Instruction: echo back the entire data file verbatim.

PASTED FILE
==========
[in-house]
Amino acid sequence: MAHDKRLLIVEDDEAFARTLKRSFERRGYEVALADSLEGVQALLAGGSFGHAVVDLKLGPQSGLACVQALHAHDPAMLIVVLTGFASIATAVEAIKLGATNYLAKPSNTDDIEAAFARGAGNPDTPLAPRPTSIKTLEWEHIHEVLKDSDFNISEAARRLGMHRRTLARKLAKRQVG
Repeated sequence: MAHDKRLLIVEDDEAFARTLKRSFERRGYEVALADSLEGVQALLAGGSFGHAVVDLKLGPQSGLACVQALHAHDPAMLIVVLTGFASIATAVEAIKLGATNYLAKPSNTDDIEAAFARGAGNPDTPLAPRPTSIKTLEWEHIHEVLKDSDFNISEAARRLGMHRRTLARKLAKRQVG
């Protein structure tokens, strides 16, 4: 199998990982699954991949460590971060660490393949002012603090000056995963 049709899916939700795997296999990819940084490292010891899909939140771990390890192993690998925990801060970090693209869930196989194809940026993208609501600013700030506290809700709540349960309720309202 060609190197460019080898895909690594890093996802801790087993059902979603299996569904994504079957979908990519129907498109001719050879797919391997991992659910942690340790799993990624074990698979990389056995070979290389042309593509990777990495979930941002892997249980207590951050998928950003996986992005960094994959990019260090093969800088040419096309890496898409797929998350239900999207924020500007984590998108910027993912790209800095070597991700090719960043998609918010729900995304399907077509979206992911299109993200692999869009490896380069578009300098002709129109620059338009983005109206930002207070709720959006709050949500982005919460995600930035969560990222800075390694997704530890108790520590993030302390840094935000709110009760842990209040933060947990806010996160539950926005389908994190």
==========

[in-house]
Amino acid sequence: MAHDKRLLIVEDDEAFARTLKRSFERRGYEVALADSLEGVQALLAGGSFGHAVVDLKLGPQSGLACVQALHAHDPAMLIVVLTGFASIATAVEAIKLGATNYLAKPSNTDDIEAAFARGAGNPDTPLAPRPTSIKTLEWEHIHEVLKDSDFNISEAARRLGMHRRTLARKLAKRQVG
Repeated sequence: MAHDKRLLIVEDDEAFARTLKRSFERRGYEVALADSLEGVQALLAGGSFGHAVVDLKLGPQSGLACVQALHAHDPAMLIVVLTGFASIATAVEAIKLGATNYLAKPSNTDDIEAAFARGAGNPDTPLAPRPTSIKTLEWEHIHEVLKDSDFNISEAARRLGMHRRTLARKLAKRQVG
């Protein structure tokens, strides 16, 4: 199998990982699954991949460590971060660490393949002012603090000056995963 049709899916939700795997296999990819940084490292010891899909939140771990390890192993690998925990801060970090693209869930196989194809940026993208609501600013700030506290809700709540349960309720309202 060609190197460019080898895909690594890093996802801790087993059902979603299996569904994504079957979908990519129907498109001719050879797919391997991992659910942690340790799993990624074990698979990389056995070979290389042309593509990777990495979930941002892997249980207590951050998928950003996986992005960094994959990019260090093969800088040419096309890496898409797929998350239900999207924020500007984590998108910027993912790209800095070597991700090719960043998609918010729900995304399907077509979206992911299109993200692999869009490896380069578009300098002709129109620059338009983005109206930002207070709720959006709050949500982005919460995600930035969560990222800075390694997704530890108790520590993030302390840094935000709110009760842990209040933060947990806010996160539950926005389908994190």